‘Cleveland Cowboys’? Local Non-Profit Wants to Bring Equestrian Sports to the Inner City

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By Gennifer Harding-Gosnell

The Compton Cowboys became a powerful, positive face of the Black Lives Matter movement last summer when they showed up at protests on horseback, dressed in the coolest threads, challenging stereotypes and inspiring other potential future equestrians in front of the world.

Urban stables are not a new concept. The Compton Cowboys began over 20 years ago, around the height of the Bloods-Crips rivalry, as an alternative to joining a gang. The dynamic group highlights the “rich legacy of African-Americans in equine and western heritage.” Urban stables centered with the Black population exist in many major cities like Philadelphia, Detroit, even London, England

Leg Up 4 Cleveland’s Kids (LUCK) is a local collaboration of several individuals involved in equestrian sports who want to add Cleveland to the list. Dr. Laura Hammel, a professor at Notre Dame College, is one of a small, dedicated group of LUCK staff, committed to exposing Cleveland’s kids to all aspects of equestrianship, including grooming, exercise, riding, even mucking out stalls. Program attendees are referred by teachers, counselors, and sometimes by word-of-mouth — no one who meets the criteria is turned down. 

Current participants are bussed out from their homes in Cleveland to Elan Equine, an equestrian center in Wellington, Ohio, where Hammel and others oversee their instruction. For many, it is their first exposure to horses. LUCK’s goal is to obtain property within the city of Cleveland to build a community stable that will become the program’s new home.

“We want to be accessible for the kids so that they can ride their bikes, or their parents or school buses drop them off,” says Hammel. 

“Making horses accessible within the city scales the number of students who can learn with horses and deepens the experiences and learning they can have,” says David Silver, the founder of Detroit Horsepower. “And by turning vacant land into a community asset, the facility can strengthen the neighborhoods that young people grow up in and add vibrant new opportunities that shape the city’s future.”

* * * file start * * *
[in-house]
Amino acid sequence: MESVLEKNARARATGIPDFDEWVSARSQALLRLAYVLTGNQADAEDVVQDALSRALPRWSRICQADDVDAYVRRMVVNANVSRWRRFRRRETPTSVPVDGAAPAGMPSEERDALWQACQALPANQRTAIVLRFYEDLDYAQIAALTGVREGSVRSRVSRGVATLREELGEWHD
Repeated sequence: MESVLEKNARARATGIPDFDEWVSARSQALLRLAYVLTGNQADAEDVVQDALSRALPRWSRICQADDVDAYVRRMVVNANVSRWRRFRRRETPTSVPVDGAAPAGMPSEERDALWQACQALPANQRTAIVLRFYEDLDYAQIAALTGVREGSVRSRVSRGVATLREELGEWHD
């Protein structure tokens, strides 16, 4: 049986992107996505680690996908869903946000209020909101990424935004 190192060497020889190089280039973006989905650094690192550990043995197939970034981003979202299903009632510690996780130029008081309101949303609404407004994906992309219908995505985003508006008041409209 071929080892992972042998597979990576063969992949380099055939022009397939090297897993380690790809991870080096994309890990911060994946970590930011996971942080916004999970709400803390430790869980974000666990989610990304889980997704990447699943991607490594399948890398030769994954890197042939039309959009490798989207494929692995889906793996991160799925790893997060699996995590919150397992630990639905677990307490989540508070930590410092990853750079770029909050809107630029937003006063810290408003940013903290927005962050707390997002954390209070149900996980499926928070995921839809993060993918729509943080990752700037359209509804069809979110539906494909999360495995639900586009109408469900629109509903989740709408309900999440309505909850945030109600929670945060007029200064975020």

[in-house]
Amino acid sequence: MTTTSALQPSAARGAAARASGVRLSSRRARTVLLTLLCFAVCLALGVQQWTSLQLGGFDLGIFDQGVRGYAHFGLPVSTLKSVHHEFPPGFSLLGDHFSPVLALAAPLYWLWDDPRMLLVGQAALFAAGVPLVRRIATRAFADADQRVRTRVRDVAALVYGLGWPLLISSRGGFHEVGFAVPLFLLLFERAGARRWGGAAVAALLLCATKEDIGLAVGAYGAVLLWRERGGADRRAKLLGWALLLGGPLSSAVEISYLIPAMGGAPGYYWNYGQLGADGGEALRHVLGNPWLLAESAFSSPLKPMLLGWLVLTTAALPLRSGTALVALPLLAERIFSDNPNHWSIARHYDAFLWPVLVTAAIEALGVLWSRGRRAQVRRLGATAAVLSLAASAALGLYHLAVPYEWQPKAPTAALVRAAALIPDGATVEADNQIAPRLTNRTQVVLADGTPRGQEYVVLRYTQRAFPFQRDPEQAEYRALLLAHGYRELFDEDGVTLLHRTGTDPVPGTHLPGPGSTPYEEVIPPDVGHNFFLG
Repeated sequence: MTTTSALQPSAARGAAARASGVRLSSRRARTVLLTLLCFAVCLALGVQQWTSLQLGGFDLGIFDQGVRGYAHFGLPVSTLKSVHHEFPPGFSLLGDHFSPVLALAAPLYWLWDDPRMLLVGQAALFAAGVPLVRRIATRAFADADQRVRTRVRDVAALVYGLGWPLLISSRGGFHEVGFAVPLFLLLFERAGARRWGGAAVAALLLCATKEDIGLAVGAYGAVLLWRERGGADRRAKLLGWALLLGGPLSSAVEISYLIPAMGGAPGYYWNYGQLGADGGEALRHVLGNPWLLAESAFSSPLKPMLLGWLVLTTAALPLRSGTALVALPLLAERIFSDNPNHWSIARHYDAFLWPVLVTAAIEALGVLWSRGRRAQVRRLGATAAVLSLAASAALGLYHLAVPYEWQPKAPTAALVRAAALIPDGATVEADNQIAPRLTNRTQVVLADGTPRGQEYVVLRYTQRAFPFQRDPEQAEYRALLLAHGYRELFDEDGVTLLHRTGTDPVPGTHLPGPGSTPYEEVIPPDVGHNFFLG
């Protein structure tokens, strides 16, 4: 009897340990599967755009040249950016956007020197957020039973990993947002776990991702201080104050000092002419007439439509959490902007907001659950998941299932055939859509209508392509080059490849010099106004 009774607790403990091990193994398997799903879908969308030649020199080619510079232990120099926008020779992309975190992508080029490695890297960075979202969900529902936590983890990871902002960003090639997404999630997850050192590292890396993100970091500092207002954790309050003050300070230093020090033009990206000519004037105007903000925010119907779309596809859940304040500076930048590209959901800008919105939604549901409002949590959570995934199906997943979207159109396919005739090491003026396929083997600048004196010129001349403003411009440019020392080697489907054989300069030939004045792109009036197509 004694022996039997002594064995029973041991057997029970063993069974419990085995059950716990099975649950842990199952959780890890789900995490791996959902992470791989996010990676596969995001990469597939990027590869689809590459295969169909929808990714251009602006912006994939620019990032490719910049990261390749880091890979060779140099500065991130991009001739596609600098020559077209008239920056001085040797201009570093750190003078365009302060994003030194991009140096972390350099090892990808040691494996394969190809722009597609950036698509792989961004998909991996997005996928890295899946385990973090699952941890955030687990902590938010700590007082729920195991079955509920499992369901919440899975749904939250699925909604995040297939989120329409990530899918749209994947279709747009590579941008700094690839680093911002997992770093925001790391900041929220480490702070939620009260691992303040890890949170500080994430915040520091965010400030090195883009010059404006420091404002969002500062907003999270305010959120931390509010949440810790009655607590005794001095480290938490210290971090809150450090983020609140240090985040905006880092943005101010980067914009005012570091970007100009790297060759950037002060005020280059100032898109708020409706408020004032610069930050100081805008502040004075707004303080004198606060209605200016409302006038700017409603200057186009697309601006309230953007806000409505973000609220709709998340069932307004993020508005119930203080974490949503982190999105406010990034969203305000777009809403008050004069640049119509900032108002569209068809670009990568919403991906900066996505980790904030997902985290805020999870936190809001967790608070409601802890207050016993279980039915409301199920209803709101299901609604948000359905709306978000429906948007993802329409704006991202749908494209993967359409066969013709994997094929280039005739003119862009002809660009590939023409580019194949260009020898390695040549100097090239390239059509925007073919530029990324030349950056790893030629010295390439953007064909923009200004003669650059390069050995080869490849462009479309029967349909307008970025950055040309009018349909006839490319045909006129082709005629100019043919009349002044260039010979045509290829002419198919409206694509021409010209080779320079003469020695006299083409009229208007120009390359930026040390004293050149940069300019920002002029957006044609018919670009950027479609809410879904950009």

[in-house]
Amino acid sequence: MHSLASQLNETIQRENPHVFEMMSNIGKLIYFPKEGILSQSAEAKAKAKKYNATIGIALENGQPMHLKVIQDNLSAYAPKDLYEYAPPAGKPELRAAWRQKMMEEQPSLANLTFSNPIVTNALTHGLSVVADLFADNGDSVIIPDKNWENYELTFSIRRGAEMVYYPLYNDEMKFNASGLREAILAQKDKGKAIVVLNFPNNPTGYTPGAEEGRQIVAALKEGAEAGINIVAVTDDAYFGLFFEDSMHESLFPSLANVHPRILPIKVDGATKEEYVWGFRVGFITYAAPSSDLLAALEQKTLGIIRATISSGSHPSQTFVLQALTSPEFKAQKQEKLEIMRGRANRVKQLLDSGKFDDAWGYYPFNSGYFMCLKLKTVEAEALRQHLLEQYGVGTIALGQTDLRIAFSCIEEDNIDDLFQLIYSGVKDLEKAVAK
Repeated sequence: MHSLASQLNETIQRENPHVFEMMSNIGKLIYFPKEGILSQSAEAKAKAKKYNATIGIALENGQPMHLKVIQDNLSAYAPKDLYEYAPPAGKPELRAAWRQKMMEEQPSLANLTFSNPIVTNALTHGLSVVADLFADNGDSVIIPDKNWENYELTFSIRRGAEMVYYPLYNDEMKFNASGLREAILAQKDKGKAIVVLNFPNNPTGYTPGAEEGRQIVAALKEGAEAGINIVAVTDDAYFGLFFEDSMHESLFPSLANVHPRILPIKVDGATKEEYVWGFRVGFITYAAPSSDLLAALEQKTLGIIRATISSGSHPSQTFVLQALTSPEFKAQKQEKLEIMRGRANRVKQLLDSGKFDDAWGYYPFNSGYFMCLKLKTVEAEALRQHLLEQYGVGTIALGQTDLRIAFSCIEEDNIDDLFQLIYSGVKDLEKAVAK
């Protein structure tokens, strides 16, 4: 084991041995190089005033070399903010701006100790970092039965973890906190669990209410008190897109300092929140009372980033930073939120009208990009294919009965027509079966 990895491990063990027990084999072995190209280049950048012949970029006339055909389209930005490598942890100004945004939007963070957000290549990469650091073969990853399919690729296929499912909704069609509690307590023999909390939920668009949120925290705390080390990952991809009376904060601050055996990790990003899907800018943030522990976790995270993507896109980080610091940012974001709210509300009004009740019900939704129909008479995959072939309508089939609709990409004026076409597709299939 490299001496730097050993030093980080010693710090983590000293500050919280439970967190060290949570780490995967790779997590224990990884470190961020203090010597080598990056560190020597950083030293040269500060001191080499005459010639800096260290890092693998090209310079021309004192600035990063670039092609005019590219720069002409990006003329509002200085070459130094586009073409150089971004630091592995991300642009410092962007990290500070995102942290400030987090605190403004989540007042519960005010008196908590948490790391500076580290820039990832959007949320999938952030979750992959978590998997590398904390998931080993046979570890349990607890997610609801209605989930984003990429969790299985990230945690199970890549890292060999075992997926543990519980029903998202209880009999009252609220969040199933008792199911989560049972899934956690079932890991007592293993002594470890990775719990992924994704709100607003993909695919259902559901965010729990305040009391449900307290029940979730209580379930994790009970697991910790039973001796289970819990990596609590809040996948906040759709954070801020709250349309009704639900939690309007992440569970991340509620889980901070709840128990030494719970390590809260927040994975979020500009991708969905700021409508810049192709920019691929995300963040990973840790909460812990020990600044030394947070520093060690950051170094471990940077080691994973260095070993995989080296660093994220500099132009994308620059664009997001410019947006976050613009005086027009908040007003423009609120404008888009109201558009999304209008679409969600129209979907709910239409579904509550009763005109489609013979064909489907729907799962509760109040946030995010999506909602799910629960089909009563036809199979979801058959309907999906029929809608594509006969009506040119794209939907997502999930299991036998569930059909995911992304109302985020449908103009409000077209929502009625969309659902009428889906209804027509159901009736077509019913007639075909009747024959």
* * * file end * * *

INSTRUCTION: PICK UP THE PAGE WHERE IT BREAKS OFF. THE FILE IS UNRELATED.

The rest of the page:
Hammel says LUCK has received verbal support from several Cleveland City Council members, but has struggled to find suitable property in the city. According to Hammel, the group went through “a year and a half of talks” with the City, which included potentially sharing space with the Cleveland Police Mounted Unit. Hammel considers that an “ideal” arrangement due to the potential for a creating positive connection between children and police officers. 

“We looked at a site at Kirtland Park, which was just east of Muni Lot … it was the perfect footprint for the stable. It had an unused baseball facility where the horses could graze and have paddock space. It also has a park underneath that is part of the Historic Register, so it would be a family area with a stable overlooking Lake Erie. It was right behind the railroad tracks, so the police could ride their horses downtown and have access to the Browns Stadium, and so on, said Hammel. “The city council was very supportive of this move and of the location. We had architects draw up plans. Mayor Jackson’s cabinet, they put a stop to it and wanted to move it to a plot of land near E. 55th Street [and Thackeray Ave.]. There is a landfill that is not under the city’s jurisdiction, that is leaching into that area. It is also a very high crime area.” 

Since the end of those initial discussions, LUCK has looked at several other sites and partnerships, including the City of Newburgh Heights, Cleveland Metropolitan School District, and Slavic Village. A plot of land proposed by the City of Cleveland, Washington Park in Newburgh Heights, was rejected by the group.

“Our deal-breaker, by our board of directors,” explains Hammel, “is that it has to be land that the city is willing to do a simple deed over to a third party Conservancy, or an organization that will be the good steward of the land, but we can’t go to our funders and say, ‘give us a million dollars, or half a million, and then in 50 years or even in 10 years, the city might take it out of our hands and put a mortgage on it, you know, because it’s developable land. We can’t risk that.”

The Mayor’s Office responded to a request for comment saying more information about this topic is forthcoming soon and will be released to The Observer.

Equestrian sports have long been viewed as an elitist sport dominated by wealthy, white people, and non-inclusive simply by virtue of being too expensive for anyone earning less than six figures, and exacerbated by the general economic disparity seen among the Black population. This often leads to perceived cultural limitations and other racist behaviours inflicted on Black equestrians. White equestrians have now begun speaking up about these issues and demanding the need for inclusivity to be addressed.

Urban stables take many forms, but their mission is the same — to introduce a different way of life to the city, while providing at-risk youth an alternative “gang family” to the violent versions found in the streets. 

Photo Credit: Rachel Cruz